Earlier this month the Financial Sector Conduct Authority (FSCA) imposed a fine of R100 million on MET Collective Investments (MetCI), relating to the unprecedented losses suffered by the Third Circle MET Target Return Fund in December 2015. This unit trust lost 66% of its value in just two days when a number of derivative positions turned against it.
The regulator found that MetCI did not have proper risk procedures in place, that it did not exercise proper oversight, and that the fund’s exposure to derivatives was in contravention of the law. The FSCA held that these failures were serious enough to warrant a substantial penalty.
Momentum Metropolitan Holdings has indicated that it will appeal the ruling, but whether the fine stands or not will make no difference to investors who lost money in the fund. The FSCA has confirmed to Moneyweb that it is an administrative penalty, and there is no compensatory element. In other words, none of that money will be going to investors.
While it is difficult to put an exact total on the losses suffered, Moneyweb estimates these to be at least R230 million. This is based on the fund’s size and net asset value per unit at the end of November 2015, compared against the net asset value per unit after Third Circle was removed as the investment manager in mid-2016.
Given that the regulator has now ruled that the fund manager failed to meet legal and regulatory standards, it stands to reason that investors should be in a position to seek compensation. The question, however, is how, and from whom?
According to Gerhard van Deventer, head of the investigations department at the FSCA, investors have two potential avenues to pursue. The first is to submit a complaint to the Financial Advisory And Intermediary Services (Fais) Ombud against whoever advised them into the fund. The basis for such a complaint would likely be that their financial advisor failed to conduct a proper due diligence on the product.
While it might seem self-evident that any financial advisor who put a client into a fund that is being run in contravention of the law didn’t do their homework properly, what exactly constitutes a satisfactory due diligence is not defined in the Fais Act. Advisors are required to show that they applied their minds to investigating the product, which may be taken to mean that they must obtain a certain level of information about it and the provider.
This would cover things such as checking that the fund and fund manager are licensed by the regulator, that they have a demonstrable track record, and that they have the necessary compliance procedures in place. Any advisor may well argue that the Third Circle MET Target Return Fund and MetCI met all of these requirements.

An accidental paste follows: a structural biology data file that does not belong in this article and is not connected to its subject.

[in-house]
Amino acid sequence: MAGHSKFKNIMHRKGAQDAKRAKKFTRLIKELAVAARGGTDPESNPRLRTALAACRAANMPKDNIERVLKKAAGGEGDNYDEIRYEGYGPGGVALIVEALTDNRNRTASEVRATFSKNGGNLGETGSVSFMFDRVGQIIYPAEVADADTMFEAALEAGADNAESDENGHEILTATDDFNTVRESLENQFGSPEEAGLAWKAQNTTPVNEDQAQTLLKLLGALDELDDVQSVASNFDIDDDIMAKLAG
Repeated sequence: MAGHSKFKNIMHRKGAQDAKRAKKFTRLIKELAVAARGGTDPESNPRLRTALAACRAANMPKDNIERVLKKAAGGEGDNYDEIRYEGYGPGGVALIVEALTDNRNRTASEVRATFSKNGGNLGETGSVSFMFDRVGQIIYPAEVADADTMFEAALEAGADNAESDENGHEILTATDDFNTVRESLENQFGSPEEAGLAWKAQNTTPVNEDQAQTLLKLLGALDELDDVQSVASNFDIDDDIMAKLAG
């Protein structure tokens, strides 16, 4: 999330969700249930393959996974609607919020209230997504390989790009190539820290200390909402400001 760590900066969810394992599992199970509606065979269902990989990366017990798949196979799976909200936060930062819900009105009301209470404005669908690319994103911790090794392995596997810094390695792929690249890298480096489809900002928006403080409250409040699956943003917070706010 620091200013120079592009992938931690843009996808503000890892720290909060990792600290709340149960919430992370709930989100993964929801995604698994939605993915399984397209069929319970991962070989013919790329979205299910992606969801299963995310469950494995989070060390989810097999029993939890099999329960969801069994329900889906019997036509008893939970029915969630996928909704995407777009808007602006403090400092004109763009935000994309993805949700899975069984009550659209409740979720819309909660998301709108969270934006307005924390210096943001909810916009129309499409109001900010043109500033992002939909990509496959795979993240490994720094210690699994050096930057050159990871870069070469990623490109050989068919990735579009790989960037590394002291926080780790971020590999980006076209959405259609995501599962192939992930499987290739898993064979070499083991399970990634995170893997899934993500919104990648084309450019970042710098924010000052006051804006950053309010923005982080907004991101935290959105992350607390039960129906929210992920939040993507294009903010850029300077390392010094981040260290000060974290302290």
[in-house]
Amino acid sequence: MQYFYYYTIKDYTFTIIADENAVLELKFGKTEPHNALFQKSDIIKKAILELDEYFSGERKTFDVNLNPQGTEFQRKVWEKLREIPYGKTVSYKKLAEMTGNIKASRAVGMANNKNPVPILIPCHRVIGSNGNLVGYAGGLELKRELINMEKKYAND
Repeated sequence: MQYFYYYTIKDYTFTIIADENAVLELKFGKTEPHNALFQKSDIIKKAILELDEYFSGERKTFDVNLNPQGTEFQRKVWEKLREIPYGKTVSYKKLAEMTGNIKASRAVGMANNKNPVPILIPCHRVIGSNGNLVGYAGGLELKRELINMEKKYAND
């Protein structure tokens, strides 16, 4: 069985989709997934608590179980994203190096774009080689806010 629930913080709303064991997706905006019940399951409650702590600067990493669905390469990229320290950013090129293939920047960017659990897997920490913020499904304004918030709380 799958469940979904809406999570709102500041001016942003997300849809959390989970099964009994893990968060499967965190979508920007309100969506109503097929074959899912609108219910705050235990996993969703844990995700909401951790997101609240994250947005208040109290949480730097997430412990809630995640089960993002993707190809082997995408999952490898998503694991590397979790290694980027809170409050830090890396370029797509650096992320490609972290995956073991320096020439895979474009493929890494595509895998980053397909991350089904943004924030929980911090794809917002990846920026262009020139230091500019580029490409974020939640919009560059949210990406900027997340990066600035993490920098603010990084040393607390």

Where a complaint would be difficult to challenge however, is that an advisor must be able to demonstrate that they understand how a product works in order to recommend it to a client.
Given that it took MetCI as the management company nearly six months to work out what was going on inside the Third Circle portfolio, it is impossible that any financial advisor fully understood what the fund manager, Ian Lane of Third Circle Asset Management, was doing.
This is therefore potentially a factor that should be emphasised in any complaint to the Fais Ombud.
No advisor could confidently say that they understood how the fund worked, or the extent of the risks involved, and they should therefore not have been recommending it.
One drawback of laying a complaint with the Fais Ombud, however, is that this office can only consider claims for amounts of up to R800 000. Any investor who lost more than that would therefore either have to accept that limit, or seek an alternative remedy.
That would mean approaching the courts. Here it is possible that investors may have a claim not only against their advisors, but potentially Third Circle and MetCI as well.
“Investors should seek independent legal advice as to whether they have a claim against the CIS [collective investment scheme] manager,” Van Deventer told Moneyweb.
Since the FSCA has ruled that MetCI did not meet its regulatory obligations, and that Third Circle was managing the portfolio in contravention of the law, there may be potential for investors to seek damages in a civil claim. This may however require a complicated, and potentially costly, legal process.